Adjusting a Cajon's Snare




Introduction: Adjusting a Cajon's Snare

A cajon is a percussion instrument from Peru. They mostly consist of a box with a striking surface, with snare wires on the inside. Hitting the box up high on the striking surface produces slap and snare sounds, while striking down low produces bass tones. A cajon’s snare can be adjusted via the screws on the striking surface, or faceplate. This is important for finding your ‘perfect snare sound’.

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Step 1: Materials

• Cajon with snare
• Phillips-head screwdriver
• An ear for percussion

Step 2: Loosening the Snare

It is important whenever we are adjusting the snare wires to work in an alternating manor. Start with the screw in the top left, loosen it a few turns, then loosen the screw in the top right. Then, move on to the top-middle left, and top-middle right screws. When adjusting the sound of the snare on your cajon, only this top set of screws is necessary to adjust.

Before we try to get the ‘perfect’ sound, we should get a nice starting point. By loosening up the snare, we can incrementally tighten it until we get the sound we like. Loosen all four of the top screws, in alternating manor. Be careful to not loosen so far as to remove the screws. We want the faceplate to still be attached.

Step 3: Slightly Tighten the Snare

Now that we have the cajon in a nice, loose state, it’s time to work on that punchy sound you desire! Tighten the leftmost screw slightly, only half a turn. Do the same for the rightmost screw, and then the two middle screws. By working our way up slowly and utilizing an iterative process, we can insure we don’t miss a potentially fantastic sound.

Step 4: Test the Sound

Now here is the best part! Sit on your cajon, and jam out for a minute! Pay close attention to the sound of the snare, not just objectively, but also in the context of the bass and slap hits. Determine carefully whether this is the perfect sound for your cajon or not. But, don’t be too careful. You can always come back to it later! It is likely that you still want to experiment with new sounds and levels of snare-punchiness, so I suggest you rinse-repeat steps 2-3 until you get that desired sound!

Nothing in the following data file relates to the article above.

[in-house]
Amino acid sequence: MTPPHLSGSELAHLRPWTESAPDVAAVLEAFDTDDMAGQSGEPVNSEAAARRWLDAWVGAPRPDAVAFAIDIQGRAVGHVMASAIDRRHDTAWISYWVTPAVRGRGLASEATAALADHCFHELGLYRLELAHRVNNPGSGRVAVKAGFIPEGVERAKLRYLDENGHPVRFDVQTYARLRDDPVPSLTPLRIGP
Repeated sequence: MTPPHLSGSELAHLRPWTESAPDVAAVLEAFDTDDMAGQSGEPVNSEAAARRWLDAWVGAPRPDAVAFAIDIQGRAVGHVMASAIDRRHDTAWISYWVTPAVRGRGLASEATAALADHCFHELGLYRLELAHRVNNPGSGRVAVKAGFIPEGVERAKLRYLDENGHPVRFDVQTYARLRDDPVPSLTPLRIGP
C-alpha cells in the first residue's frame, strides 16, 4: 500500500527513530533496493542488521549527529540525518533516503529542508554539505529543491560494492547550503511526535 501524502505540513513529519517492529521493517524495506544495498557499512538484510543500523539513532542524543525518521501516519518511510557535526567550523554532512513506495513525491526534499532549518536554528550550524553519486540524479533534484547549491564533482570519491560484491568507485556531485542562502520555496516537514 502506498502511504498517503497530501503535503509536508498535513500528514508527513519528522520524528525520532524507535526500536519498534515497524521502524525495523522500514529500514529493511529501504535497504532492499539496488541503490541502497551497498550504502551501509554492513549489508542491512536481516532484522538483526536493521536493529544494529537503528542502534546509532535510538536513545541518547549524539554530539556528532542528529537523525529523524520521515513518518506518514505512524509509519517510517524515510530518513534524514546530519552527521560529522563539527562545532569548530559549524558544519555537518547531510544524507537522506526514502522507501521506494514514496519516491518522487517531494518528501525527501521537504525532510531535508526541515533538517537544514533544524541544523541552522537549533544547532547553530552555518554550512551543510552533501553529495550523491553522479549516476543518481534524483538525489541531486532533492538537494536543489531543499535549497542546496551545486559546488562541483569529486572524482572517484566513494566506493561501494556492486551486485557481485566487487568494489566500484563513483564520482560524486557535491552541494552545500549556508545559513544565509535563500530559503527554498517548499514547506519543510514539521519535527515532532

Step 5: Check Faceplate and Snare Wires

It is prudent at this point to check your faceplate and snare wires for stress or damage. If you tightened your screws too tight, the faceplate (or striking surface) of your cajon may be digging into the rest of the casing, and could cause long-term damage. If this is the case, I would advise loosening the cajon some. If this prevents you from acquiring ‘the perfect sound’, it may be time to buy a new cajon.
It is also important to look inside of your cajon and check the snare wires. Make sure they are lying correctly against the striking surface and are not bent back over themselves. If they are, then once again you may need to loosen the cajon some more.

Step 6: Have Fun!

What is the ‘perfect snare sound’? That’s different for every individual, and is dependent on the style of music they play, the instruments that accompany them, and how hard they hit. But once you’ve found your ‘perfect snare sound’, are you in for a treat! Congratulations, you’ve succeeded. Now go rock out! Create something new, play some sweet covers, have a good time. You’ve worked hard and it’s time to make some sweet, sweet, cajon-based love.

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    2 Discussions


    5 years ago on Introduction

    That is, indeed, a gorgeous cajon. I'd love to hear how it sounds, do you have a video of it?